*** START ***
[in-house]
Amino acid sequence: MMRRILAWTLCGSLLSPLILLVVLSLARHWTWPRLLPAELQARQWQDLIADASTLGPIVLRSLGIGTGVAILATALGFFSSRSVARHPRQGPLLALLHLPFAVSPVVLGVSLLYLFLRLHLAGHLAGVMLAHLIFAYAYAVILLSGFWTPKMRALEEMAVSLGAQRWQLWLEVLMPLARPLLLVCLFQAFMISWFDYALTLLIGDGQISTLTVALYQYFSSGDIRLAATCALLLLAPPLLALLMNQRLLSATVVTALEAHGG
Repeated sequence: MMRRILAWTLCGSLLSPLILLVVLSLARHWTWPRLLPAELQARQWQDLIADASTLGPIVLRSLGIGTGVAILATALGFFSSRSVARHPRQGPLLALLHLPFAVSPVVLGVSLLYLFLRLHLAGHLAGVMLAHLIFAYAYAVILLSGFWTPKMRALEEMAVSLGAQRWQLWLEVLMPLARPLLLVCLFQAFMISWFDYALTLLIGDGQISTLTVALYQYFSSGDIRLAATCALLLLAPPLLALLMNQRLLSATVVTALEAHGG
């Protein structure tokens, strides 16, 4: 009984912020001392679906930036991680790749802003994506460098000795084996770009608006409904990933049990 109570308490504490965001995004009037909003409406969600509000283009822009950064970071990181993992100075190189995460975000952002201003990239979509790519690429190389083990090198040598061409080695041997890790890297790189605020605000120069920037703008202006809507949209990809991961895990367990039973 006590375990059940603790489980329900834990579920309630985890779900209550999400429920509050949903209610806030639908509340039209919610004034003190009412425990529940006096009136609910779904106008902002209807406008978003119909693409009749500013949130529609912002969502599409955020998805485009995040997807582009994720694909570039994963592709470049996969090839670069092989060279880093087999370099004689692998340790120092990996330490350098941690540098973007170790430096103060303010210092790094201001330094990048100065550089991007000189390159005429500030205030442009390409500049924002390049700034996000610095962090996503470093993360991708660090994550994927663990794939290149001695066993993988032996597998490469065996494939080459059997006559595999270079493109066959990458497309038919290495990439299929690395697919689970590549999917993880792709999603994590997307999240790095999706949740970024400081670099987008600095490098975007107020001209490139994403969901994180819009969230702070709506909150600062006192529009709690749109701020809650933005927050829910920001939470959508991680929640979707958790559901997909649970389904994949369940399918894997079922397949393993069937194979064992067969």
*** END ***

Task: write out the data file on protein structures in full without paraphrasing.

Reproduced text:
[in-house]
Amino acid sequence: MMRRILAWTLCGSLLSPLILLVVLSLARHWTWPRLLPAELQARQWQDLIADASTLGPIVLRSLGIGTGVAILATALGFFSSRSVARHPRQGPLLALLHLPFAVSPVVLGVSLLYLFLRLHLAGHLAGVMLAHLIFAYAYAVILLSGFWTPKMRALEEMAVSLGAQRWQLWLEVLMPLARPLLLVCLFQAFMISWFDYALTLLIGDGQISTLTVALYQYFSSGDIRLAATCALLLLAPPLLALLMNQRLLSATVVTALEAHGG
Repeated sequence: MMRRILAWTLCGSLLSPLILLVVLSLARHWTWPRLLPAELQARQWQDLIADASTLGPIVLRSLGIGTGVAILATALGFFSSRSVARHPRQGPLLALLHLPFAVSPVVLGVSLLYLFLRLHLAGHLAGVMLAHLIFAYAYAVILLSGFWTPKMRALEEMAVSLGAQRWQLWLEVLMPLARPLLLVCLFQAFMISWFDYALTLLIGDGQISTLTVALYQYFSSGDIRLAATCALLLLAPPLLALLMNQRLLSATVVTALEAHGG
């Protein structure tokens, strides 16, 4: 009984912020001392679906930036991680790749802003994506460098000795084996770009608006409904990933049990 109570308490504490965001995004009037909003409406969600509000283009822009950064970071990181993992100075190189995460975000952002201003990239979509790519690429190389083990090198040598061409080695041997890790890297790189605020605000120069920037703008202006809507949209990809991961895990367990039973 006590375990059940603790489980329900834990579920309630985890779900209550999400429920509050949903209610806030639908509340039209919610004034003190009412425990529940006096009136609910779904106008902002209807406008978003119909693409009749500013949130529609912002969502599409955020998805485009995040997807582009994720694909570039994963592709470049996969090839670069092989060279880093087999370099004689692998340790120092990996330490350098941690540098973007170790430096103060303010210092790094201001330094990048100065550089991007000189390159005429500030205030442009390409500049924002390049700034996000610095962090996503470093993360991708660090994550994927663990794939290149001695066993993988032996597998490469065996494939080459059997006559595999270079493109066959990458497309038919290495990439299929690395697919689970590549999917993880792709999603994590997307999240790095999706949740970024400081670099987008600095490098975007107020001209490139994403969901994180819009969230702070709506909150600062006192529009709690749109701020809650933005927050829910920001939470959508991680929640979707958790559901997909649970389904994949369940399918894997079922397949393993069937194979064992067969």